When many Canadians think of war memorials and historical war sites, they invariably look to Europe.
The beaches of Normandy in France, the concentration camps of Germany and Poland and villages in the Netherlands all provide for spectacular educational visits, but one Royal Roads University professor hopes his latest project will help Canadians realize that a lot of historical sites exist in our own backyard as well.
Geoff Bird, who heads up the tourism management graduate program at Royal Roads in Colwood, directed and produced “War Memories across Canada,” a nearly completed project that features sites of the First and Second World War and aims to connect viewers to places in Canada that were shaped by the war effort.
The project includes a total of 27 documentaries, each running between five and 10 minutes apiece. They showcase such Canadian places as the Labrador hometown of decorated First World War hero John Shiwak, and even such local sites as the William Head Correctional Institution in Metchosin, which at one time served as a quarantine station for over 80,000 Chinese men.
Bird, who has worked as a heritage guide at the Vimy Ridge War Memorial in France, said he was always “astounded by the power of the place.”
“It’s an open field and you layer a story over it … it’s a very special place in our nation’s history,” he said.
A simple road or a beach can be transformed by a story from the past, Bird said, and that type of connection is what he hopes to evoke with this project.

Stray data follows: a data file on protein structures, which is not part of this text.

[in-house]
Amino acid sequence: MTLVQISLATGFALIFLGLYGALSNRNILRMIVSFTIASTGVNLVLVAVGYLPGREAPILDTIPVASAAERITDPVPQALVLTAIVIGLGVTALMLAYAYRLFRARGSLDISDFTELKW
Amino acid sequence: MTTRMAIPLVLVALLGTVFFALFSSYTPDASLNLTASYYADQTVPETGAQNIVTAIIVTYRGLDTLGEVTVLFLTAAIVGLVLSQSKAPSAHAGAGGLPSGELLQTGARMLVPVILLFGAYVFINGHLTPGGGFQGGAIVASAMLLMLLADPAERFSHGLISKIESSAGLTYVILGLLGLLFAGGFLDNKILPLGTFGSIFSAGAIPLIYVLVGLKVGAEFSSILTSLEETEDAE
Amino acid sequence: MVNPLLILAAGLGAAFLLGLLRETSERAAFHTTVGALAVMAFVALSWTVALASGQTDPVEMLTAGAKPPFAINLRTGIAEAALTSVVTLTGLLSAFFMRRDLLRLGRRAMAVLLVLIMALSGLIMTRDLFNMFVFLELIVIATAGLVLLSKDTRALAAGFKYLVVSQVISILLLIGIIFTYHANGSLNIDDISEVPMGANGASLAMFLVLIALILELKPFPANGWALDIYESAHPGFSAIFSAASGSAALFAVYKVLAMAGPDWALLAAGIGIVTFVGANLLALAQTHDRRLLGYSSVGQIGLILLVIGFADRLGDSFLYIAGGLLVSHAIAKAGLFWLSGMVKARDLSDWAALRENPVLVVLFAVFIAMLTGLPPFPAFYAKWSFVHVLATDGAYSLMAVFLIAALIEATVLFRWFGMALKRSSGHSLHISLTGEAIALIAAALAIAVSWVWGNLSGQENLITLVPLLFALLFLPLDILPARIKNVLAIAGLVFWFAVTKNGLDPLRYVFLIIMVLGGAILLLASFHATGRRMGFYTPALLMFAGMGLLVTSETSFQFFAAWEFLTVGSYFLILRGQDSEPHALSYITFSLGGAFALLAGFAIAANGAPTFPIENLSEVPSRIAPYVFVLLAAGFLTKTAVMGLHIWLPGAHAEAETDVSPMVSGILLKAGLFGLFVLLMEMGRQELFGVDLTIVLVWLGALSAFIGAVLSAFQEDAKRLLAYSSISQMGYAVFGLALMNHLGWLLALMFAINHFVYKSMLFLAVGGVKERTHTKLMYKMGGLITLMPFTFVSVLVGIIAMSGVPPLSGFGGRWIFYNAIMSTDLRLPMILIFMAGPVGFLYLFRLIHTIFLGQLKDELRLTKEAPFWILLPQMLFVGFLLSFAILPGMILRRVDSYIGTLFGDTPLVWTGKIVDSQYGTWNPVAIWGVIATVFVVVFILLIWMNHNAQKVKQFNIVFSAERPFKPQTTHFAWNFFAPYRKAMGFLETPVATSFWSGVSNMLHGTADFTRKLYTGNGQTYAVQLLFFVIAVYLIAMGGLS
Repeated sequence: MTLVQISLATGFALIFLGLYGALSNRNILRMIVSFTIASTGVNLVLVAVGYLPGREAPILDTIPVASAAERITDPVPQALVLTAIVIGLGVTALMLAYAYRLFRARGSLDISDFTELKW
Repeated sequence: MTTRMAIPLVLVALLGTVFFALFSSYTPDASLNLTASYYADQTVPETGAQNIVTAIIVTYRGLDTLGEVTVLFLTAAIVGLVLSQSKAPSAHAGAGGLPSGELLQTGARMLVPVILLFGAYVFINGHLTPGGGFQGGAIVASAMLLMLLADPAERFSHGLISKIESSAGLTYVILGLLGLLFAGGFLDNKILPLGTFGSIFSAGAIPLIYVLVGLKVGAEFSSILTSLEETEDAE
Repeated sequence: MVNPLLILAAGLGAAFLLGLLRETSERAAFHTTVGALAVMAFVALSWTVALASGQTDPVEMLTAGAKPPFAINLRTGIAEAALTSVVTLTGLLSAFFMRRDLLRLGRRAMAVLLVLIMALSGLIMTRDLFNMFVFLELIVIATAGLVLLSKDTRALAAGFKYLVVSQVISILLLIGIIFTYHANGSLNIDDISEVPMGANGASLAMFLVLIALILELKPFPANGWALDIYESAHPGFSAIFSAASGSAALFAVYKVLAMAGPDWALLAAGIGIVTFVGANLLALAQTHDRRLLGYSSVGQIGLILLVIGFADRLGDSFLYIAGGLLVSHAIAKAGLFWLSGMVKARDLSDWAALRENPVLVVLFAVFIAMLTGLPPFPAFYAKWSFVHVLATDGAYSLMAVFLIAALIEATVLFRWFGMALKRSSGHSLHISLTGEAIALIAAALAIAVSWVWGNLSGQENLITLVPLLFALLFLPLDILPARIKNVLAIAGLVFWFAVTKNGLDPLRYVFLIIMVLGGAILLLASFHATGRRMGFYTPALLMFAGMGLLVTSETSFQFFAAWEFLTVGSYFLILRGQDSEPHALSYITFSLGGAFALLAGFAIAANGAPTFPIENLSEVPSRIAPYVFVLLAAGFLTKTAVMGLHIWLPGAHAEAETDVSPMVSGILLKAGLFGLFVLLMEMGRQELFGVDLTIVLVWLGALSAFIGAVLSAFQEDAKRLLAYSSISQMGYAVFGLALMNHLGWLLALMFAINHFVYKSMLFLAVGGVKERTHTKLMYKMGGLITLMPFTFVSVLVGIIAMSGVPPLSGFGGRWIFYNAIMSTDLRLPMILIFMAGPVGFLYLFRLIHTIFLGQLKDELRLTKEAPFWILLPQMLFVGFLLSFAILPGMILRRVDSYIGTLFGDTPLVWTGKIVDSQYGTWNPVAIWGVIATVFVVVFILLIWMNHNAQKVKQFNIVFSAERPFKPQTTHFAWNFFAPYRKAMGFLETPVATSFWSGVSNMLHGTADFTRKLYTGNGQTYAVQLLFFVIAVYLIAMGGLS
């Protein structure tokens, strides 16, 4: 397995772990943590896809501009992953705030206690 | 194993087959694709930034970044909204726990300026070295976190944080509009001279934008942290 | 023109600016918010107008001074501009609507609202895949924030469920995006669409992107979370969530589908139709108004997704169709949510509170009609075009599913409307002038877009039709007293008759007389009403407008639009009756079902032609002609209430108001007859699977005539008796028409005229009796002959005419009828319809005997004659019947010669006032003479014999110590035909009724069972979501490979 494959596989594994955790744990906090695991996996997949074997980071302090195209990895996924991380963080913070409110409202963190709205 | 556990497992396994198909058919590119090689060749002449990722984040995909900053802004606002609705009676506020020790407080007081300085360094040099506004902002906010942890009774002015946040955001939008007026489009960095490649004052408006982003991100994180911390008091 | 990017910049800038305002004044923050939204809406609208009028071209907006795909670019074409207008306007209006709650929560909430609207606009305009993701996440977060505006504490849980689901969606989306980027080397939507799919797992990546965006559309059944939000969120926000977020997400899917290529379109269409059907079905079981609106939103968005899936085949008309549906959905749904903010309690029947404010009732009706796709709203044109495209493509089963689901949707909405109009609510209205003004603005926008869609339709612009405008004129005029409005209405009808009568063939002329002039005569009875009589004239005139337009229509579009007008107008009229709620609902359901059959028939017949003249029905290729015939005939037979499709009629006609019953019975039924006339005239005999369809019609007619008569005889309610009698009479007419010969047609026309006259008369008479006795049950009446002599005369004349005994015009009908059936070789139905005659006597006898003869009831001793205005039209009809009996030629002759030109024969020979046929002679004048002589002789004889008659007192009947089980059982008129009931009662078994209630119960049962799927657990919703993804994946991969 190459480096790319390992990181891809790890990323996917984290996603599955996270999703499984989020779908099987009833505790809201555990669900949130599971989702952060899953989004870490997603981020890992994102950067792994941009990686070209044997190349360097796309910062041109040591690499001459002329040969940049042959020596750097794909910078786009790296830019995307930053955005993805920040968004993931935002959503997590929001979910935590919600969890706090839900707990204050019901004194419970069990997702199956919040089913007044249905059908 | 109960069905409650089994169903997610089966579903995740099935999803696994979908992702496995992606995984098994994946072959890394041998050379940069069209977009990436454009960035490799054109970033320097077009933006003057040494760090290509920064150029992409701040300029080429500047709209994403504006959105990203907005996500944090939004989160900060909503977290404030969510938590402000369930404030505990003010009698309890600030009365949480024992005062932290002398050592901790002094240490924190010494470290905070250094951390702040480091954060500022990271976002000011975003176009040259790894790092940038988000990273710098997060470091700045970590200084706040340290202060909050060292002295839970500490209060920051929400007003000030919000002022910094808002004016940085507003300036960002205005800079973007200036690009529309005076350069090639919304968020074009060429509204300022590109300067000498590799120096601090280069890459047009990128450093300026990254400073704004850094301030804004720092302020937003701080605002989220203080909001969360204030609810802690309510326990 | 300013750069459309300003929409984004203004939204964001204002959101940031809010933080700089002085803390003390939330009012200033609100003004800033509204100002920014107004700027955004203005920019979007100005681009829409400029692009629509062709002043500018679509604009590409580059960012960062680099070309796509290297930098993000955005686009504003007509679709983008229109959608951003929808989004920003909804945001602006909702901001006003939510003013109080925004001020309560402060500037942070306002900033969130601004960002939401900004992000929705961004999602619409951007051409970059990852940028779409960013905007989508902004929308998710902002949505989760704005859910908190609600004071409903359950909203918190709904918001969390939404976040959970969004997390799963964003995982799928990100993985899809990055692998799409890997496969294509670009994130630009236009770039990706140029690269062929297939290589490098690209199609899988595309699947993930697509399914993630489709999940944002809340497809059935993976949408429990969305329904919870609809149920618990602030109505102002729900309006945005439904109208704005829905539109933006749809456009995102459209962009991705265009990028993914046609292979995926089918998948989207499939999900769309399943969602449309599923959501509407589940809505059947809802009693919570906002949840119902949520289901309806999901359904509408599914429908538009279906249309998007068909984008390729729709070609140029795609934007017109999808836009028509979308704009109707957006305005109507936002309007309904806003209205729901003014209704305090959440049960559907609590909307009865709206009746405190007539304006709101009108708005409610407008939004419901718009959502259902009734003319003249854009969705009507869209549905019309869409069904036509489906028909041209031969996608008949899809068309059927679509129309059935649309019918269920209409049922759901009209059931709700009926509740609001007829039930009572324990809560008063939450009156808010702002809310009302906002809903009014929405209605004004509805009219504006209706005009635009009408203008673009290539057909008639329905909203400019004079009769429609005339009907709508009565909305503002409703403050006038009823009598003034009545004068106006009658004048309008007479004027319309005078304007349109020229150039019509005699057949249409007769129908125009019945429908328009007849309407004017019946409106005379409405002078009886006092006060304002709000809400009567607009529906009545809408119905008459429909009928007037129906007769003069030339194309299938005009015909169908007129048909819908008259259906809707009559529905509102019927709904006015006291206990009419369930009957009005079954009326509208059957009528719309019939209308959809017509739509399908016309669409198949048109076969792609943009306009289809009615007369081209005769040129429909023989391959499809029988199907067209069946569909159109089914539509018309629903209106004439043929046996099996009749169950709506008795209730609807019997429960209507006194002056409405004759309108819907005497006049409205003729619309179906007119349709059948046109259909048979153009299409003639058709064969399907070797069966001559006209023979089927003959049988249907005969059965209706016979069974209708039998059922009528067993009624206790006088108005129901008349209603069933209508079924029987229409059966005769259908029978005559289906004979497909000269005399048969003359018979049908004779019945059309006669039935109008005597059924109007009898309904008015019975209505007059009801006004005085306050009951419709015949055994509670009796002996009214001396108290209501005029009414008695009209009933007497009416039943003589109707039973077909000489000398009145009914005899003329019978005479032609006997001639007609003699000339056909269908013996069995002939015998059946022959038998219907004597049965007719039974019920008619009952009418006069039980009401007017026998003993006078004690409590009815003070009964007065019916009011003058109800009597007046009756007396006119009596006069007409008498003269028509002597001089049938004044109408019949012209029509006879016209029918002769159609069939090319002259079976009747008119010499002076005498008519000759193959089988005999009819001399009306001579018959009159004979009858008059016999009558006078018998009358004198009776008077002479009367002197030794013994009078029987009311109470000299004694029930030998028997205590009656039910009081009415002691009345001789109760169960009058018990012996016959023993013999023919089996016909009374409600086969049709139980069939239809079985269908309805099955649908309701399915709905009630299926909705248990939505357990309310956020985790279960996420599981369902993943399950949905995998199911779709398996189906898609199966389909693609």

“When you begin to look at these different stories, you see the massive significance that the wars had in shaping Canada as we know it today, and we often don’t know those stories. It’s important to know them, because it gives us an appreciation of what we have today.”
In addition to William Head, West Shore sites such as Fort Rodd Hill and Royal Roads are featured in the project.
Bird and his crew faced numerous challenges in completing the project, including having only eight months to spend the grant money received from the federal government.
“We had to go to places like Labrador in November … we were quite successful in getting to as many places as we did, but so many places we could not get to because of the time of year,” he said.
From an education tourism point of view, Bird hopes his project shines a light on the opportunity Canadians have to visit important war sites at home, as well as the more famous sites abroad.
“Vimy and Dieppe (in France) and Groesbeek in Holland, those are the places we go to for our war heritage experience and those are important places, there’s no doubt about it. There are also places in Canada that have additional narratives for us to learn about our past,” he said.
Documentaries from the First World War are viewable online at warheritage.royalroads.ca. Each clip includes a link to a conversation kit that aims to provide more background information and initiate discussion.
Stories from the Second World War are due to be posted later this fall.
Bird’s project is the first initiative in a broader war heritage research effort at Royal Roads.